Cerebrospinal fluid IL-6 increased in schizophrenia

Published on January 9, 2013 at 9:15 AM · No Comments

By Mark Cowen, Senior medwireNews Reporter

Cerebrospinal fluid (CSF) levels of interleukin-6 (IL-6) are significantly increased in patients with schizophrenia and major depressive disorder, Japanese study results show.

In contrast, serum IL-6 levels were not increased in either of the two diagnostic groups.

"Increased CSF IL-6 levels in both patients with schizophrenia and those with MDD suggest that inflammatory mediators may be commonly involved in the pathogenesis of these disorders," comment Hiroshi Kunugi (National Center of Neurology and Psychiatry, Tokyo) and team.

The researchers assessed levels of IL-6 in CSF and blood drawn from 32 patients with schizophrenia, 30 with MDD, and 35 mentally healthy controls.

There were no significant differences among the groups regarding mean age, gender distribution, or body mass index, although the prevalence of smoking was higher in both patient groups compared to controls.

The team found that patients with schizophrenia and those with MDD had significantly higher CSF levels of IL-6 than controls.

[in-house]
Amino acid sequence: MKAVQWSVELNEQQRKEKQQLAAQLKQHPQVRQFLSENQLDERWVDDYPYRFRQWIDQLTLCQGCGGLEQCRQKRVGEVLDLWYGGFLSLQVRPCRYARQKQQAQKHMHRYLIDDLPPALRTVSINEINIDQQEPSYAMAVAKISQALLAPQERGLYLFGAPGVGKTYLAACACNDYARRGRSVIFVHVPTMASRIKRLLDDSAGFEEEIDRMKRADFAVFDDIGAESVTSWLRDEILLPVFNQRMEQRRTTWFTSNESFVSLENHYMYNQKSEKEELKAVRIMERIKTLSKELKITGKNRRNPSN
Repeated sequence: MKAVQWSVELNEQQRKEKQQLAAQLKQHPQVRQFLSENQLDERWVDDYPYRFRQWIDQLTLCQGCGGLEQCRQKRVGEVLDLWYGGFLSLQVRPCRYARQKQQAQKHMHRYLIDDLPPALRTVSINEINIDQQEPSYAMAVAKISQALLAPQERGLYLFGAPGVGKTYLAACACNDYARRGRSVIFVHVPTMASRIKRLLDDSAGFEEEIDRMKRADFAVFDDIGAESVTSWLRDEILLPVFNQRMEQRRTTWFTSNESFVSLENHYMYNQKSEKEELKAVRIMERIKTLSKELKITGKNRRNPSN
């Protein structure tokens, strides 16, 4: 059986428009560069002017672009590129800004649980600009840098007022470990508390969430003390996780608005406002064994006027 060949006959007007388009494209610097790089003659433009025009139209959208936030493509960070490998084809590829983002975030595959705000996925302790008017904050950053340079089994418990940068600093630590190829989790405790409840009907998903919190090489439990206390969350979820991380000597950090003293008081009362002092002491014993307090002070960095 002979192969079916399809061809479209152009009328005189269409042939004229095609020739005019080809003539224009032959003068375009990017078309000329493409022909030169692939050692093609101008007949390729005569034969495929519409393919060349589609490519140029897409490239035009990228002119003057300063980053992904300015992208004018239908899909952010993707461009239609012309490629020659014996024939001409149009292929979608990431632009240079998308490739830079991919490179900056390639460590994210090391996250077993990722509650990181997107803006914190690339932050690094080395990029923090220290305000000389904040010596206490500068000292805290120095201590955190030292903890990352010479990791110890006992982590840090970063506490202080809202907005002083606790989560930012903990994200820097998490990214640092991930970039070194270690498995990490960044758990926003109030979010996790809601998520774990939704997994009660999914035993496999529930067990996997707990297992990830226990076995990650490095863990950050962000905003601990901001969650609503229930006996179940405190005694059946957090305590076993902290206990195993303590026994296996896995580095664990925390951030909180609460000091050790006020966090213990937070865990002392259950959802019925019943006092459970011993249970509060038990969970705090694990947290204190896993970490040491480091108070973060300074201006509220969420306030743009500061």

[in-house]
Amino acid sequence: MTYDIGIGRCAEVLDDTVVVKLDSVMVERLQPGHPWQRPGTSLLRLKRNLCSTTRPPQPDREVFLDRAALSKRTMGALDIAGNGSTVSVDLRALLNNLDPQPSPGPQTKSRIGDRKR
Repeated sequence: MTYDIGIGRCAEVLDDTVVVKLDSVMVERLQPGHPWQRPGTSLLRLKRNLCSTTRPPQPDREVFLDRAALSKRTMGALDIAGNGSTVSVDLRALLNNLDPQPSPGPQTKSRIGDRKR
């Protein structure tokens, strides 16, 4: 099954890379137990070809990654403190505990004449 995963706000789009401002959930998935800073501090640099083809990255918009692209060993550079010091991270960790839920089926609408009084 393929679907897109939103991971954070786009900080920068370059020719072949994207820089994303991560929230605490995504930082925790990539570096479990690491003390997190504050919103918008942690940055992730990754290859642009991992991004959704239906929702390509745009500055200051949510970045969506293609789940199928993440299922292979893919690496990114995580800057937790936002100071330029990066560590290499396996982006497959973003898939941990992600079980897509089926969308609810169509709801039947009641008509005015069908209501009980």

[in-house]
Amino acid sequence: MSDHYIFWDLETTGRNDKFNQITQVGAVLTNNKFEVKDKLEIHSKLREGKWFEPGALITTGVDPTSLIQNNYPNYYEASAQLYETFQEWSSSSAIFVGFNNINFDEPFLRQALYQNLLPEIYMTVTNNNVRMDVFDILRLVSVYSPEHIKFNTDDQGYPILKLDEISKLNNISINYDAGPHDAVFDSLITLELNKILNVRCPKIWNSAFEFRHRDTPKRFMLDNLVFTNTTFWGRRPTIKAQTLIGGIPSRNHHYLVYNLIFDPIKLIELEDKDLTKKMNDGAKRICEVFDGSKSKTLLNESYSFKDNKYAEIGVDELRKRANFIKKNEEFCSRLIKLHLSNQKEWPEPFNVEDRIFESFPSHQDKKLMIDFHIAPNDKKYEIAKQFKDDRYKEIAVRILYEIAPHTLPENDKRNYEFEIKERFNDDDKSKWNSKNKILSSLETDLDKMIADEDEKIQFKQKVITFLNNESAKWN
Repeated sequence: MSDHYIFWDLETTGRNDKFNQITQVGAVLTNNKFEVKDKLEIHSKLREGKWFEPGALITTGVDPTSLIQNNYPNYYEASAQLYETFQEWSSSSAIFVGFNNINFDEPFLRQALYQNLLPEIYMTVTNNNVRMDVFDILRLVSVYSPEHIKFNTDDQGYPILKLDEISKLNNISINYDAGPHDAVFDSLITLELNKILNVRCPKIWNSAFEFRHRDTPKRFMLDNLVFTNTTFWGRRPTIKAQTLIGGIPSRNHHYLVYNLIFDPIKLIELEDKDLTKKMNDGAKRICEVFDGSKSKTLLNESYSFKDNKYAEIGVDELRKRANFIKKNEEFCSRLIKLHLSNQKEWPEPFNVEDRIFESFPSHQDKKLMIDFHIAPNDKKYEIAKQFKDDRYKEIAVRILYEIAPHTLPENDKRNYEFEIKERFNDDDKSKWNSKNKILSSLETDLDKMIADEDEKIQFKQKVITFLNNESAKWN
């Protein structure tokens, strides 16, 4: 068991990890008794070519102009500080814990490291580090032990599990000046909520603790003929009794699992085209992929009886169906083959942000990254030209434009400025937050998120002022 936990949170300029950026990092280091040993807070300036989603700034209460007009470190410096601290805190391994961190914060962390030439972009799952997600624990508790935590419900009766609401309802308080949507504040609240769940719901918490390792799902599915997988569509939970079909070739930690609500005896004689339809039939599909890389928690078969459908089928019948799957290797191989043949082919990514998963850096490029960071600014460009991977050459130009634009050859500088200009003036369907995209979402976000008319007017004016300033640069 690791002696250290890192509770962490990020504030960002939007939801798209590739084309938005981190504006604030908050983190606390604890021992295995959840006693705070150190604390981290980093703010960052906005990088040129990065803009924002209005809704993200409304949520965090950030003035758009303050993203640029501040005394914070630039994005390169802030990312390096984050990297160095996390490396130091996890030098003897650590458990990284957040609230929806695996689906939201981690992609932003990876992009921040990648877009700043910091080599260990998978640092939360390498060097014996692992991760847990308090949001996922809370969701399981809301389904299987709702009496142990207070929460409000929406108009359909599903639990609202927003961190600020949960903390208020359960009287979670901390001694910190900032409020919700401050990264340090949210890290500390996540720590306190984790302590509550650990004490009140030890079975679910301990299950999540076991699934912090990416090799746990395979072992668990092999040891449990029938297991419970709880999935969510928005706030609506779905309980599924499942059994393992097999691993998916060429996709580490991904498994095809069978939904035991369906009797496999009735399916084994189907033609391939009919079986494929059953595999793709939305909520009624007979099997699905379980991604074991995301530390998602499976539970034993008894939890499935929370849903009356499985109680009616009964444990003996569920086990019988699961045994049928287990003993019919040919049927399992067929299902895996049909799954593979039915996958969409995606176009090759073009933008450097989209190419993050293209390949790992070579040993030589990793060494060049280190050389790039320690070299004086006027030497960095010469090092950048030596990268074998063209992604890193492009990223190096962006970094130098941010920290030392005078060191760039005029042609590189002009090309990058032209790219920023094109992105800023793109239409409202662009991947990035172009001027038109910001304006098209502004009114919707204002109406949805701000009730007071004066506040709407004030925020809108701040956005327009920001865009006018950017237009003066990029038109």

However, there were no significant differences between the groups regarding serum levels of IL-6.

Furthermore, there was no significant correlation between CSF and serum IL-6 levels in any of the groups.

Overall, IL-6 levels were significantly higher in CSF than in serum. However, when analyzed separately in each diagnostic group, the difference between CSF and serum IL-6 levels was significant only in patients with schizophrenia.

There was no significant correlation between CSF IL-6 levels and antipsychotic dosage or Positive and Negative Syndrome Scale (PANSS) scores in patients with schizophrenia. Similarly, CSF IL-6 levels did not significantly correlate with antidepressant dose or Hamilton Depression Rating Scale-21 (HAMD-21) scores in MDD patients.

When only nonsmokers were compared, patients with schizophrenia had significantly higher CSF IL-6 levels compared with controls, but the difference between MDD patients and controls was not significant.

Kunugi et al conclude in the Journal of Psychiatric Research: "The present findings suggest that IL-6 of central origin is associated with the pathophysiology of these disorders."

They add: "The lack of significant correlation with PANSS or HAMD-21 scores suggests that IL-6 levels are not greatly influenced by the severity of the symptoms. However, further studies with a longitudinal design are required to investigate how CSF IL-6 levels change during the course of the disease."

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